Recent Posts



What the Love of God Drives Us To

A Homily for Trinity XI

August 23, 2020

All Saints Anglican Church, Prescott, AZ

Text: Matthew 23:13-31

Let the words of my mouth and the meditation of our hearts be always acceptable in thy sight O Lord our strength and our redeemer. Amen.

There are parts of scripture that are uncomfortable, and don’t fit our preconceived notions of what a kind and loving God should be. Instead, we read them and think that we would really rather not read that part again, and then in the future we find ourselves tempted to skip over those sections.

But, if we want to grow in knowing God, if we want to grow in intimacy with Him, we can’t dismiss the parts that make us uncomfortable. We can’t simply skim over the sections that don’t meet our preconceived notions of who God should be.

The Christian musician, Rich Mullins, wrote a song in the 90s which was a recitation of the Apostles Creed with some meditations upon the creed. Part way through the song he sings “I did not make it (that is he did not make up the faith), but it is making me.”

We are not called to create a novel and more palatable faith – but rather to let the ancient catholic faith, revealed in scripture and expounded upon in the creeds, form us, we are called to let that faith mold our hearts and souls, that we become transformed, that we would live as Christians that glorify our heavenly father.

Our goal as Christians is not to dismiss the parts of scripture that make us squeamish, it is not to pretend that they do not exist, but earnestly ask – how do these parts form our view of God, how do they show us His love, his justice, his mercy?

If we find ourselves getting uncomfortable with passages such as the gospel reading this morning, it is because it shatters this concept of a warm and fuzzy God that is ambivalent to what we do. It shatters our concept of a God who is like a doddering old man who loves everyone and lets things slide. But, this passage expands our understanding of God’s love for us. It expands our understanding of how God forms his people and calls us to holiness.

Those of you who know me reasonably well, know that I am a pretty mellow person. I don’t, generally speaking, get visibly angry, I don’t tend to yell, in fact, I rather dislike yelling. When I’m visiting friends and they yell from the other room to ask me a question, I generally walk into the room that they are in and talk to them.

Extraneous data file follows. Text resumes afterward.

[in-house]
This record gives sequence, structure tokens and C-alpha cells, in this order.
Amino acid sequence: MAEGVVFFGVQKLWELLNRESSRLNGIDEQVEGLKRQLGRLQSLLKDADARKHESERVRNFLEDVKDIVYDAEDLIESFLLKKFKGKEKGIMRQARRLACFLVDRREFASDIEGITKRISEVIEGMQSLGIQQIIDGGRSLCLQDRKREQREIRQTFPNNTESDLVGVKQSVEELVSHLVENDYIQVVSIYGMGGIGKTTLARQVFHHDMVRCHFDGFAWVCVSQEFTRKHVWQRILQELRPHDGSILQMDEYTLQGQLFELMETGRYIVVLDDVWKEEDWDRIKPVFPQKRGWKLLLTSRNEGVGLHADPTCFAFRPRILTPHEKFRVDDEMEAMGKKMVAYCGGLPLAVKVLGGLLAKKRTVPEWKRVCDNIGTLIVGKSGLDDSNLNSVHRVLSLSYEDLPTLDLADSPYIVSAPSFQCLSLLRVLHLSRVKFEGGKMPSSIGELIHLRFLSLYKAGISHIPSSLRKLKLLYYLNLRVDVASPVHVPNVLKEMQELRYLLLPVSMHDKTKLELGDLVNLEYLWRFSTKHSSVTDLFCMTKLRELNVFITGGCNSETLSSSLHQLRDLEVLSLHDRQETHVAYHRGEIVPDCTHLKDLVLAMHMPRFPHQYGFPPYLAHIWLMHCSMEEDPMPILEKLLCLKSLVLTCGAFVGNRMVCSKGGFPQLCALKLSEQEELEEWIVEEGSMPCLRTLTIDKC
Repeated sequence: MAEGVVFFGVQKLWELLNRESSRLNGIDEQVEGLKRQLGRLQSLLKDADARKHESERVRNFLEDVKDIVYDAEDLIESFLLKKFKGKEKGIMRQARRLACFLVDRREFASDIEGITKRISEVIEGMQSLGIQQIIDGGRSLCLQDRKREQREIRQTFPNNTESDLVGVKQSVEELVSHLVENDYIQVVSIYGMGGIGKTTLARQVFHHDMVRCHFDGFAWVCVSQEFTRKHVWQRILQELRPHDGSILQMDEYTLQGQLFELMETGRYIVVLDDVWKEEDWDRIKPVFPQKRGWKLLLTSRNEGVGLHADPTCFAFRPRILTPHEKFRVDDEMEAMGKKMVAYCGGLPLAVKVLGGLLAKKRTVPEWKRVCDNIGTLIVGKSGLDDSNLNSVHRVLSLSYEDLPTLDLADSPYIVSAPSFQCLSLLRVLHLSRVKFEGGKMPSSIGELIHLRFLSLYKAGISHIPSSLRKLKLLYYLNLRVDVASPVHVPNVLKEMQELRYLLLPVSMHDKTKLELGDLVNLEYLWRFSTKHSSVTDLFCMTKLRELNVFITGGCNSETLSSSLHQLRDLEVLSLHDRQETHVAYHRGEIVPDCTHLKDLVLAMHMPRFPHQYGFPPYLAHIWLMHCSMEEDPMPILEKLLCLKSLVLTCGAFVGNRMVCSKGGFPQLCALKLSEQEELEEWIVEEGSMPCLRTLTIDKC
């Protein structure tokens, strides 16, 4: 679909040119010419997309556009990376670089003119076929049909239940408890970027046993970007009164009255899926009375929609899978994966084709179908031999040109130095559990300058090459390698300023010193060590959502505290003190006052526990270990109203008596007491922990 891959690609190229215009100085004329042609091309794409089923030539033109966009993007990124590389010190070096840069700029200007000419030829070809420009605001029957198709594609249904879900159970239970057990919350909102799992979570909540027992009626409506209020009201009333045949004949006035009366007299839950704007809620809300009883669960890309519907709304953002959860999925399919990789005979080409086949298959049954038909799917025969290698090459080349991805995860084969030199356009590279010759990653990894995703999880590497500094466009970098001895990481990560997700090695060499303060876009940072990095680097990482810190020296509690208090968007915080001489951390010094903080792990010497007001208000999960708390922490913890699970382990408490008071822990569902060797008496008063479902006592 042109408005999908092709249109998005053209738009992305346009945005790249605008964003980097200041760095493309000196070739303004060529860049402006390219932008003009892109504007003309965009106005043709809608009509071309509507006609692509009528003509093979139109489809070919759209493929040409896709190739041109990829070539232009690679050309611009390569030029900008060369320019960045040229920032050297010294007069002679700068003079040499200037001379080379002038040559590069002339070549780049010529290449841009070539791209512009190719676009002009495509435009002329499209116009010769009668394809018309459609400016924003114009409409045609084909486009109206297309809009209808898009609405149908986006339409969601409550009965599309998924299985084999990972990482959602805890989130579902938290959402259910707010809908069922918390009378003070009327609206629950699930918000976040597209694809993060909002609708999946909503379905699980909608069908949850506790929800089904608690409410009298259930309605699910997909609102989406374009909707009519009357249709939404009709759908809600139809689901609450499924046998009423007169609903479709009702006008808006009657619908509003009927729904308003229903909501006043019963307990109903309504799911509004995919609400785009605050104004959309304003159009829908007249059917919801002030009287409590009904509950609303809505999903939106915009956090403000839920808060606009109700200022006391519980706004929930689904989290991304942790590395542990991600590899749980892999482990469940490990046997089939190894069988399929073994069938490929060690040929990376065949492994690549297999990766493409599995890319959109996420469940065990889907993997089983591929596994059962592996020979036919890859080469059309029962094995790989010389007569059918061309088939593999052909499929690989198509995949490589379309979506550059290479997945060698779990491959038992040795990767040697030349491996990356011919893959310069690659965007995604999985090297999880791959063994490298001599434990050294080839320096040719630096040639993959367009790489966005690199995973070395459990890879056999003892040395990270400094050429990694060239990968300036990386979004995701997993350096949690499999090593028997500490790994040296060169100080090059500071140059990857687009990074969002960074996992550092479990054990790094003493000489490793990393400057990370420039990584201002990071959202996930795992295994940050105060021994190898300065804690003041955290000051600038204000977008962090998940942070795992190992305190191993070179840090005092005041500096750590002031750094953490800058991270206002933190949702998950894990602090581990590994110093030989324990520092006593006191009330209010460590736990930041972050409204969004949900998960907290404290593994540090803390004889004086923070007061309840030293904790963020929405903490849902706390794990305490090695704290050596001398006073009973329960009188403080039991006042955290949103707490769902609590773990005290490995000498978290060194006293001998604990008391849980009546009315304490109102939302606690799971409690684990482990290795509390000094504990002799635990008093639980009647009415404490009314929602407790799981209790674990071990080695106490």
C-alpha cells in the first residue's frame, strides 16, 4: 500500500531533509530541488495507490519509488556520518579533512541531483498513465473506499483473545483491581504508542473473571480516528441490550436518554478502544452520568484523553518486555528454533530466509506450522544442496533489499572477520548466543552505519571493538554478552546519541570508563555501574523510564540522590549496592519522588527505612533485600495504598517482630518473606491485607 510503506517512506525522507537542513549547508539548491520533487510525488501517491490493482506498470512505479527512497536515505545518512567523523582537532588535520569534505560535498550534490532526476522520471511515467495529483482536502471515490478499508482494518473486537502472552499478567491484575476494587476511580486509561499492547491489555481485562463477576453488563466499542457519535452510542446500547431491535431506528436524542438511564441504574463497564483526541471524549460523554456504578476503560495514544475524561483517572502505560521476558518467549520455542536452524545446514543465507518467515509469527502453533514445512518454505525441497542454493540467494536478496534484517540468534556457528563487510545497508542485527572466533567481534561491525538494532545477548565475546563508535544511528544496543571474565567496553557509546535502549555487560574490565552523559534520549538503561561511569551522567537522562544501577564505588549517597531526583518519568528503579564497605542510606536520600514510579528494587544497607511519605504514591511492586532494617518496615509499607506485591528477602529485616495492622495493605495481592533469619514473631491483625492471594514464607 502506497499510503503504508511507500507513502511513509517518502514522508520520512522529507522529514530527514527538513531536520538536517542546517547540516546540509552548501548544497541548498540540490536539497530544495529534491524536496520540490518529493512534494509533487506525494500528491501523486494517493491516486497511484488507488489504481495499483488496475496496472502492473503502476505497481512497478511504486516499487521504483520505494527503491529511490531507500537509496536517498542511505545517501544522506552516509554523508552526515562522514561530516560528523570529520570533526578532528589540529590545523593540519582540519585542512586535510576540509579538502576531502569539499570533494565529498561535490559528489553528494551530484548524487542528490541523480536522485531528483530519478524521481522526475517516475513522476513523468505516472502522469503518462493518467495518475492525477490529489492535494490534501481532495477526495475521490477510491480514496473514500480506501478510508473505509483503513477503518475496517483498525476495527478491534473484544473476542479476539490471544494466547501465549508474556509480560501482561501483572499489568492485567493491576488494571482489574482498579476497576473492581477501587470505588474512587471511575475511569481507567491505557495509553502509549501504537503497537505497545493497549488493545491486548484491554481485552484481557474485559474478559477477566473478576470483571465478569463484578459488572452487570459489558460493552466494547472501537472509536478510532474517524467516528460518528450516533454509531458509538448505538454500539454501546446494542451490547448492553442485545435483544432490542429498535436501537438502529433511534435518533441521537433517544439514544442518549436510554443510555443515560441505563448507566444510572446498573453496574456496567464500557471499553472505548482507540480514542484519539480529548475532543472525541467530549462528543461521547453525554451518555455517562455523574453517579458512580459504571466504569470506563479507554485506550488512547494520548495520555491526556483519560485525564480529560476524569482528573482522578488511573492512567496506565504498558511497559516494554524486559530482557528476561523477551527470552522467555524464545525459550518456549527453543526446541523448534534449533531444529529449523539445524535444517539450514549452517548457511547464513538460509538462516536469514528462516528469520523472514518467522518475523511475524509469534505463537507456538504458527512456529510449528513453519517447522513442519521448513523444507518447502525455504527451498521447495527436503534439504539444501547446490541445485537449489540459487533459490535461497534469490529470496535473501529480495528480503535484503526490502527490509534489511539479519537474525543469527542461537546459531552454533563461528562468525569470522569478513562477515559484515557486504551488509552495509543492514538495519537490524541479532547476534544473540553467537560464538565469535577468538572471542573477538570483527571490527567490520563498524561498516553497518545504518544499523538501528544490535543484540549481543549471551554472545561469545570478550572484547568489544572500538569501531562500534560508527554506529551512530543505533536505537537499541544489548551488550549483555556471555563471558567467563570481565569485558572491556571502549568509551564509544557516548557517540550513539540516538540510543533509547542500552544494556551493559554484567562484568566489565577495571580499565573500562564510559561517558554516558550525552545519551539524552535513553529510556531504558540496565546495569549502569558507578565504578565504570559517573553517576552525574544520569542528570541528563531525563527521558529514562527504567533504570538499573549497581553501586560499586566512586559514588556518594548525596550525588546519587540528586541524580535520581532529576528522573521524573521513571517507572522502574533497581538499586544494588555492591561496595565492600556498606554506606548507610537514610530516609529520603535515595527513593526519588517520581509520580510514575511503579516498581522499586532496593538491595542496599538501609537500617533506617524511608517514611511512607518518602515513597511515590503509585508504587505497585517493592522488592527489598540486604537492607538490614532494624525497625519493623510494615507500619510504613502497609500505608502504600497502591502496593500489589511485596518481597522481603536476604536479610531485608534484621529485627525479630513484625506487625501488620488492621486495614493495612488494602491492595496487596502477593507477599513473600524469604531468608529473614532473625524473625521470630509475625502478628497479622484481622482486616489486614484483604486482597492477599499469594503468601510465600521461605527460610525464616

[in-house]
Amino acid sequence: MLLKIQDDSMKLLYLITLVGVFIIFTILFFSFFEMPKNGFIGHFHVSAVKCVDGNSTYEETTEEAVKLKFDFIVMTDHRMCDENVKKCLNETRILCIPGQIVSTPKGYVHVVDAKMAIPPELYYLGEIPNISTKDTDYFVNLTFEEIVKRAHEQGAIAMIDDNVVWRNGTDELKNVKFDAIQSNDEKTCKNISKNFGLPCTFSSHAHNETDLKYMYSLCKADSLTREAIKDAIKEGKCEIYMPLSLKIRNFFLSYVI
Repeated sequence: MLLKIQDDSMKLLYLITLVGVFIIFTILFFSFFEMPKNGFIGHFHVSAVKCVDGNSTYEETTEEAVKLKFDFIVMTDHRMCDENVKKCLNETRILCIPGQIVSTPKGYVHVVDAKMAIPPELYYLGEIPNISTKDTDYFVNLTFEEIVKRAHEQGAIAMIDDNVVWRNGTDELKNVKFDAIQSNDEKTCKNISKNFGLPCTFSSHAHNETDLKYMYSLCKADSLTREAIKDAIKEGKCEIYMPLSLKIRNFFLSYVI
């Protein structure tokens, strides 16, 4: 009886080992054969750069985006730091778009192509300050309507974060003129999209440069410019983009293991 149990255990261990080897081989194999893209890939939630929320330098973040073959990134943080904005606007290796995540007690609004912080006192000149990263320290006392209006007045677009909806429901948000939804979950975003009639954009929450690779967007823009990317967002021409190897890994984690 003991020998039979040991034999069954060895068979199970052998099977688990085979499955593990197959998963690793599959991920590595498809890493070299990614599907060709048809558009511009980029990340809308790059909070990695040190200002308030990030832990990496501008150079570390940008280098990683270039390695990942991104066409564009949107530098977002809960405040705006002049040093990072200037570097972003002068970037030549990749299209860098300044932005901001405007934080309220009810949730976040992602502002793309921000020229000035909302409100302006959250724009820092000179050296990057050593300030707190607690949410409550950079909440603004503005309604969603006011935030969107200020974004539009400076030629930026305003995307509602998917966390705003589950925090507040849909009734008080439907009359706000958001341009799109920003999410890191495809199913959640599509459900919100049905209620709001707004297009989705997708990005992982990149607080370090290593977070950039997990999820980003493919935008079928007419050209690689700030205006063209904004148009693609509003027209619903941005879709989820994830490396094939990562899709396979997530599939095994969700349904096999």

I have some dear friends’ whose kids I love to hang out with. These children know that I enjoy biking, and they’ve reached the point where they can all bike. One day, my friends needed someone to hangout with their kids for a couple hours while they did some things, and asked if I wanted to have a bike party with the children, which I agreed to. We spent some time riding around their relatively quiet neighborhood.

That afternoon I learned that trying to corral four kids at various levels of bike riding proficiency is kind of like trying to heard gnats. At one point a car was coming and I also discovered that children are not always as situationally aware as we might like them to be. As the car got closer, I told them get out of the road, once, and then again, finally I yelled, “Get out of the road!”

And they did.

Later, I was reflecting to my friend, I was surprised how easy it is to yell at his children. He laughed. In my yelling at them, I wasn’t upset, I simply had a deep desire to protect them from on coming danger. When I do get angry I feel that tightening of the chest, and in that I get snippy with whoever I am frustrated with. But, when my friends kids were in the road and not paying any attention, there was no anger, no tight chest, simply a desire to protect those whom I love.

As we read this lesson from the gospel according to St. Matthew, do we read it as Christ being seething with the pharisees? Do we see the second person of the trinity as having lost control of his emotions as we so often do when we’re angry? Or do we see a man who loves His people deeply? Who desires that his people would be saved from judgment, and would trust their God? Who is leaving a final warning for them?

First – our gospel lesson reveals to us that God loves us deeply.

I know that not everyone is even tempered, I know that some people are far better at confrontation, while others wrestle with being level headed when things aren’t going the way that they would like. I suspect that we have all wrestled with our emotions on this front, so I want you to think about the times that you verbalize your frustration: Are you more likely to verbalize it if you care about the person or if you don’t? Are you more likely to express pain, anger, or frustrations with your best friends, your spouse, or your children? Or with a stranger you hardly know?

For a vast majority of us, we might grumble at a driver doing something foolish, but we are more likely to be willing to confront those whom we care about, we are apt to say what we really think with those whom we love.